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Starbucks celebrates 15 years in Mexico, pledges more growth

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Lee Steele is the founding director of Roof Cat Media and has published Yucatán Magazine and other titles since 2012. Sign up for our weekly newsletters, so our top headlines will appear in your inbox each Monday and Thursday.

Starbucks inhabits an old mansion on the Paseo de Montejo in Mérida. Photo: Facebook

Since opening in front of the Angel de la Independencia in Mexico City, Starbucks has been part of Mexico for 15 years, an anniversary the coffee chain is celebrating with a contest.

The Seattle-based chain has opened 600 branches throughout the country, including eight in Mérida, most recently at the Gran Hotel on Calle 60.

This is a landmark year for Starbucks in Mérida, as well. It was in 2007 when the chain first came to the city, opening a branch at the Gran Plaza mall. Back then, coffee consumption was less than half it is today, according to Ana Martini of TWL, a market research firm in Mexico City.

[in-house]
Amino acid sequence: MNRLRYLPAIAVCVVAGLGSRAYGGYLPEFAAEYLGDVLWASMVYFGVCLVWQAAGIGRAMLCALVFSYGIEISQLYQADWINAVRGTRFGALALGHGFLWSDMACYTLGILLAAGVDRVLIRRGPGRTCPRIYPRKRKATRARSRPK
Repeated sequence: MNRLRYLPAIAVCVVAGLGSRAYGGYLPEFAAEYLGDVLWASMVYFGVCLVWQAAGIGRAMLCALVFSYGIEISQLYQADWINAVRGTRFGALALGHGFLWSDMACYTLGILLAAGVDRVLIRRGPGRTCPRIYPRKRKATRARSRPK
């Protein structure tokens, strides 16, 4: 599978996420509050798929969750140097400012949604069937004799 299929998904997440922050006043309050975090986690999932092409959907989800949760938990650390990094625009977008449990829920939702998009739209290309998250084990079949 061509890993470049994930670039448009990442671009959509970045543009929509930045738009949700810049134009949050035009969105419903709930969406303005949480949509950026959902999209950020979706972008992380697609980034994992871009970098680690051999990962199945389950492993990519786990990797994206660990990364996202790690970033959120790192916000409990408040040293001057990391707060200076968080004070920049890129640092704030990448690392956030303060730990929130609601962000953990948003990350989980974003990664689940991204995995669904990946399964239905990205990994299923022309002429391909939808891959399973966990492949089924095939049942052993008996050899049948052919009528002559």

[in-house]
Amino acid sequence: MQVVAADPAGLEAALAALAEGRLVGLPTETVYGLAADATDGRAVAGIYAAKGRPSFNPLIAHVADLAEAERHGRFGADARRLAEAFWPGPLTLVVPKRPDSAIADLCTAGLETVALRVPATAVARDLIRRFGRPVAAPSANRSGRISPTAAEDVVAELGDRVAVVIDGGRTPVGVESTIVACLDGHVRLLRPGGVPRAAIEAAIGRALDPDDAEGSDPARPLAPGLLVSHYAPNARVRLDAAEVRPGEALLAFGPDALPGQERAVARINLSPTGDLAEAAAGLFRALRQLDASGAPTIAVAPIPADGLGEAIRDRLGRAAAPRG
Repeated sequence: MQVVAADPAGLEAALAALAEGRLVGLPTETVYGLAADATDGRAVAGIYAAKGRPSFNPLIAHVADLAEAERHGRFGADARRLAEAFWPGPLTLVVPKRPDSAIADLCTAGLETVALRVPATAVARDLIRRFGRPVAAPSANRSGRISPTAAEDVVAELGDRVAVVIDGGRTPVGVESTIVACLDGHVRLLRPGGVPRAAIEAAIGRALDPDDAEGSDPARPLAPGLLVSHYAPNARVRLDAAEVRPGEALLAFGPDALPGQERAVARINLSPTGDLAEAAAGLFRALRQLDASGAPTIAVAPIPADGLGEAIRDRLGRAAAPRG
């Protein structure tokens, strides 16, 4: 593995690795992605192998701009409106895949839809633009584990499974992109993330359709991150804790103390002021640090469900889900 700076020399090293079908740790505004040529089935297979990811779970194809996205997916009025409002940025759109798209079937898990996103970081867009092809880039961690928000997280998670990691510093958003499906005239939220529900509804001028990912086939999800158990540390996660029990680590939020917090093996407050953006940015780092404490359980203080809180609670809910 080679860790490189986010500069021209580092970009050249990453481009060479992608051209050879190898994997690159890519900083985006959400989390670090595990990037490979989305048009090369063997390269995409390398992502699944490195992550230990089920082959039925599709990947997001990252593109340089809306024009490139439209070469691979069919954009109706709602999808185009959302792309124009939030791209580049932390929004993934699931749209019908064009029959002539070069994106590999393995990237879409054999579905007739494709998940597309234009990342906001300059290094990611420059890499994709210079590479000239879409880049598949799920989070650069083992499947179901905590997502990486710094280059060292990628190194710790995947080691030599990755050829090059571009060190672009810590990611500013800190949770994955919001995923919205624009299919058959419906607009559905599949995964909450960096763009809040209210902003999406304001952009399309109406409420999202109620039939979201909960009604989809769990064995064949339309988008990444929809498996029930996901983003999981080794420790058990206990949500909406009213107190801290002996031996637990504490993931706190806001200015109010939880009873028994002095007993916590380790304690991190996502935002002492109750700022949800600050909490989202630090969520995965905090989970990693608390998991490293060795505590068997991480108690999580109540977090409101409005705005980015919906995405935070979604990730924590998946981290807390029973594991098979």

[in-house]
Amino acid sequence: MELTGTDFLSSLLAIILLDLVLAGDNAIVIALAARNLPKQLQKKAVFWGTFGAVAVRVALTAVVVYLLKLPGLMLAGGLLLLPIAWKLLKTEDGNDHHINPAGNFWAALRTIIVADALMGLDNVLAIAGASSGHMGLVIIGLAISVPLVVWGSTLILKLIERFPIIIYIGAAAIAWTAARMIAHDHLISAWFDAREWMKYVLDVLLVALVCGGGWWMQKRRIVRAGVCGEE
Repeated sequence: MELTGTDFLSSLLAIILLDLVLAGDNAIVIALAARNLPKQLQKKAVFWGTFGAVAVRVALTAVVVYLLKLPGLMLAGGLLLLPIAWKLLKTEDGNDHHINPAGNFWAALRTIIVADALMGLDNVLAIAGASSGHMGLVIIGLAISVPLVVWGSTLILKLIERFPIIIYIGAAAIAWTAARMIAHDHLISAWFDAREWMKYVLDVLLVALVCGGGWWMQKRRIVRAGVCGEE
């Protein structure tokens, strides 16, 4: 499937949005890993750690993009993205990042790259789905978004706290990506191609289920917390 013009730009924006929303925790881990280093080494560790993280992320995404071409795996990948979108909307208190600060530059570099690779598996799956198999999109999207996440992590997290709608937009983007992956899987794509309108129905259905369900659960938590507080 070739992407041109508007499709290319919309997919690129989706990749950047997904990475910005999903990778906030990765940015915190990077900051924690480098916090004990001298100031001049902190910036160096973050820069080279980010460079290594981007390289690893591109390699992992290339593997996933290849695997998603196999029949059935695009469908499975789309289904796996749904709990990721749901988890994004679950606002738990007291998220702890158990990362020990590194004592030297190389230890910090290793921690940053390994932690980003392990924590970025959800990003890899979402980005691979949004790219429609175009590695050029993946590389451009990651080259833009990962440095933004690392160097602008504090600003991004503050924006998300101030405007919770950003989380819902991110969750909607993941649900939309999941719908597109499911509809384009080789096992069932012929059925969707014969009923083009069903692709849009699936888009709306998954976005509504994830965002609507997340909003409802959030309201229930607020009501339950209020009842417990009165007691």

Alsea, the management company that runs Starbucks in Mexico, has commitment to invest 800 million pesos between 2017 and 2018 to continue its expansion here. Starbucks employs 7,000 workers in Mexico, and has pledged to comply with its contractual obligation to add another 50 branches and 1,200 jobs through next year.

Alsea, which also runs other chains including Burger King and Chili’s, says Starbucks is its most profitable brand, contributing 23 percent of its sales at the end of the second quarter of the year.

El Economista says 80 percent of Starbuck’s expansion budget will go toward new openings, 10 percent for remodeling and 10 percent for infrastructure issues.

Starbucks has presented a contest to celebrate its milestone. For the best personal story about going to Starbucks, the prize is a trip to Seattle to see the first Starbucks store and the Starbucks Reserve Roastery & Tasting Room. The second-place winner will be sent to Hacienda Alsacia in Costa Rica, an experimental Starbucks estate on the slopes of the Poás Volcano in Alajuela.

Sources: El Economista, Linea Recta, Starbucks

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